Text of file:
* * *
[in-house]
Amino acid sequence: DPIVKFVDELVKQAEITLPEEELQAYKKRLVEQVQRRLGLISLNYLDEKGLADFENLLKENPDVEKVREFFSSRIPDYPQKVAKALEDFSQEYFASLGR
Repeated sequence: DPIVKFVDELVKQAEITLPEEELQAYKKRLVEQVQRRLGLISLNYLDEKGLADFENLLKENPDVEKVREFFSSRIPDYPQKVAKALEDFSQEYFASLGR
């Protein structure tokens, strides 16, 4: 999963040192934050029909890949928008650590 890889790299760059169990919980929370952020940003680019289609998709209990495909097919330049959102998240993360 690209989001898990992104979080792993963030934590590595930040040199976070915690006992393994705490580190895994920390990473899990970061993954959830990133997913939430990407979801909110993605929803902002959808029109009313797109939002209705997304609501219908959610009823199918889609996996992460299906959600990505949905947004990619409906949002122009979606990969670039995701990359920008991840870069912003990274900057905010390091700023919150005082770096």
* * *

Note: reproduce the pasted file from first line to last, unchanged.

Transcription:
[in-house]
Amino acid sequence: DPIVKFVDELVKQAEITLPEEELQAYKKRLVEQVQRRLGLISLNYLDEKGLADFENLLKENPDVEKVREFFSSRIPDYPQKVAKALEDFSQEYFASLGR
Repeated sequence: DPIVKFVDELVKQAEITLPEEELQAYKKRLVEQVQRRLGLISLNYLDEKGLADFENLLKENPDVEKVREFFSSRIPDYPQKVAKALEDFSQEYFASLGR
């Protein structure tokens, strides 16, 4: 999963040192934050029909890949928008650590 890889790299760059169990919980929370952020940003680019289609998709209990495909097919330049959102998240993360 690209989001898990992104979080792993963030934590590595930040040199976070915690006992393994705490580190895994920390990473899990970061993954959830990133997913939430990407979801909110993605929803902002959808029109009313797109939002209705997304609501219908959610009823199918889609996996992460299906959600990505949905947004990619409906949002122009979606990969670039995701990359920008991840870069912003990274900057905010390091700023919150005082770096």